Authorization is the responsibility of the Covered Entity
The HIPAA Privacy Rule is centered on the responsibilities and duties of the Covered Entity. Researchers working in Covered Entities are likely to have privacy duties that are broader than those solely related to their research data involvement.
E&I's Basic Policy
IRB/Privacy Board review is required for (a) review for a waiver of authorization and (b) review of authorization embedded as a part of a consent form needing IRB review. This will be the extent of involvement of the IRB as a part of the review process. E&I staff can and may comment on other aspects of our client's compliance with HIPAA. Such comment should be considered informational only; it should lead to better focusing a clients questions directed to its own HIPAA advisor.
E&I requires receipt of HIPAA information from sites.
This is an effort to assure that sites are aware of the rules. If, for instance, they are a Covered Entity and they don't know what a privacy notice is or whether authorization is required, it is evidence of a need to get them to a place where they can get practice-related information.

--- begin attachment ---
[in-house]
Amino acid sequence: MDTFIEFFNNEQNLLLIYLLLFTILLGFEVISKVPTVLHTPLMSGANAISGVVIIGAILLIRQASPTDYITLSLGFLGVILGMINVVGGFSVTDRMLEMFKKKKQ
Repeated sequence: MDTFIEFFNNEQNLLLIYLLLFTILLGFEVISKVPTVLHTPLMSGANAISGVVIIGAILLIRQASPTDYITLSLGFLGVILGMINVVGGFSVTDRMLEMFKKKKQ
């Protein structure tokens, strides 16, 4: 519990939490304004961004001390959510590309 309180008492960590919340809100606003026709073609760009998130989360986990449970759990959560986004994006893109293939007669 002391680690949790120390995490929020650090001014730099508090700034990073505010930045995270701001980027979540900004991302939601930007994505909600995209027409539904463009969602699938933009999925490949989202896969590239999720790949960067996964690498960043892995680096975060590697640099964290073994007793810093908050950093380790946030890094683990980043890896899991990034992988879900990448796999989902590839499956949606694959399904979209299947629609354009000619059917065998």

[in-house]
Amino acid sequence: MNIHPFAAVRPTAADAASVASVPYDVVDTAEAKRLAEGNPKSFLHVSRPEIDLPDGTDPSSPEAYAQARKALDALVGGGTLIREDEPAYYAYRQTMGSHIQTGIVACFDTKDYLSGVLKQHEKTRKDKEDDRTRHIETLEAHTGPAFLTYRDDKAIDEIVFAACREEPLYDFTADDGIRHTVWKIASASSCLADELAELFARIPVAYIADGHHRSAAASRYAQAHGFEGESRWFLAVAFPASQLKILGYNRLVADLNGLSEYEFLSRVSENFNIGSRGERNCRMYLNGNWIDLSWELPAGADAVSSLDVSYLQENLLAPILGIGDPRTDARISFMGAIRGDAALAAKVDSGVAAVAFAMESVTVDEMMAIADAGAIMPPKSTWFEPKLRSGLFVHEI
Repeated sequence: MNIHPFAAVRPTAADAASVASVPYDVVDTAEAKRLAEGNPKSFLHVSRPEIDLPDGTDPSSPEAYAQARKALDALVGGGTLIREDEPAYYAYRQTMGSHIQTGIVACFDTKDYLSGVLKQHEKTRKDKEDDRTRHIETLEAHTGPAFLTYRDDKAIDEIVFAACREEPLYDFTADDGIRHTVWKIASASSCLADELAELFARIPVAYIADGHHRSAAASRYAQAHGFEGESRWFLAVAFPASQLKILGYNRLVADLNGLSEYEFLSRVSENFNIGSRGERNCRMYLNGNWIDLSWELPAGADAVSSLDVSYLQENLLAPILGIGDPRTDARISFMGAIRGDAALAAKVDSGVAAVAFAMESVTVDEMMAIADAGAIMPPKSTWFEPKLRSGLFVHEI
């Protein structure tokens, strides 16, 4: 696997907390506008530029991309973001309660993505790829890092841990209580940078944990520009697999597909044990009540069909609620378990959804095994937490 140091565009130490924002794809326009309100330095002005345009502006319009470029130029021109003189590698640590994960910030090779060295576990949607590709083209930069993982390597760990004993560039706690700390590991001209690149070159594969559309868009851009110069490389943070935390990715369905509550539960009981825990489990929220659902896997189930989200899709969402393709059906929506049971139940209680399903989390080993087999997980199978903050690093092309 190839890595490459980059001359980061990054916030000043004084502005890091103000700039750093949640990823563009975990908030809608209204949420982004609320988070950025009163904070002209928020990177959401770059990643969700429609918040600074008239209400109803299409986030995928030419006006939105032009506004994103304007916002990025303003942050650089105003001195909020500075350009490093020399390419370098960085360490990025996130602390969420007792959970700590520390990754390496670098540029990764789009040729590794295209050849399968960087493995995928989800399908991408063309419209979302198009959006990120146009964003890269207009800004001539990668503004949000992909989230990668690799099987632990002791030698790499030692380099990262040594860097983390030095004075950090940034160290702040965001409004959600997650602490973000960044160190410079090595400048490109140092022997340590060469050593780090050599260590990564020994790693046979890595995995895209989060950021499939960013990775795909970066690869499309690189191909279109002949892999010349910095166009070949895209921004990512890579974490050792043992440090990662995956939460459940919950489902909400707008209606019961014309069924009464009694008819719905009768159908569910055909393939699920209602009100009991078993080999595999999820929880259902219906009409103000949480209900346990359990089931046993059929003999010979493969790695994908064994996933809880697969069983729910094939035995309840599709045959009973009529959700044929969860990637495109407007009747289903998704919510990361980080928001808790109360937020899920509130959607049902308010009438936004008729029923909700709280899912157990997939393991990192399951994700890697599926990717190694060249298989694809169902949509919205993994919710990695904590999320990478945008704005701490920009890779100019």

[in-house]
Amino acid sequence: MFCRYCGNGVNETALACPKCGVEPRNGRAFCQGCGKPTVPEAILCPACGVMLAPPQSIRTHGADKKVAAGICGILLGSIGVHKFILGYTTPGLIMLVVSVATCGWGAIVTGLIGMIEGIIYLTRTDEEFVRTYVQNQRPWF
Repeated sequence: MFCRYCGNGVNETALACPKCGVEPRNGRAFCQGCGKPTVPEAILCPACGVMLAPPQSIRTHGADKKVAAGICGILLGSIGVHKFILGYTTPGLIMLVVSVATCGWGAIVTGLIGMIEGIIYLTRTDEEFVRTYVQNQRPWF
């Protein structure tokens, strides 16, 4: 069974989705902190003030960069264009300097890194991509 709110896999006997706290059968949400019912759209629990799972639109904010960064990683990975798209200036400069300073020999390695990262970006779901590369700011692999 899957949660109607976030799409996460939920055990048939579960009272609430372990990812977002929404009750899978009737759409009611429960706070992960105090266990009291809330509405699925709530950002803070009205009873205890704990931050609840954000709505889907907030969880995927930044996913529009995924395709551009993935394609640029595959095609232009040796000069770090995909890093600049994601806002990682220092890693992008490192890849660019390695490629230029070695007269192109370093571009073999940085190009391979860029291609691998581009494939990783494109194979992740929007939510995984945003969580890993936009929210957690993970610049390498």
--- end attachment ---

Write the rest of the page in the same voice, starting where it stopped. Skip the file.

The IRB will not review or approve separate authorization forms unless asked.
E&I's IRB will not approve authorization forms unless specifically asked to do so. E&I staff can review to determine presence of elements and may complete an evaluation form. If there are issues, we will inform the site/sponsor. This is advisory only. E&I has a courtesy approved HIPAA form to assist with compliance. It is not a required form; its function is to work through the various regulatory obligations. When a separate Authorization form is used, the consent form should refer to the Authorization. Good places for this are at the end of the paragraph on privacy or at the point where the subject is promised a signed copy of the consent form.
The IRB must review HIPAA information when it is integrated into the consent form.
E&I strongly discourages including HIPAA language in the consent document.
California requires separation. If, for some reason, it must be integrated, then:
1. All authorization elements will be necessary and must be in plain language.
2. Ideally, the authorization information should be set aside graphically to distinguish it from the usual information.
For more guidance, see the HIPAA Requirements and Waivers section of the website.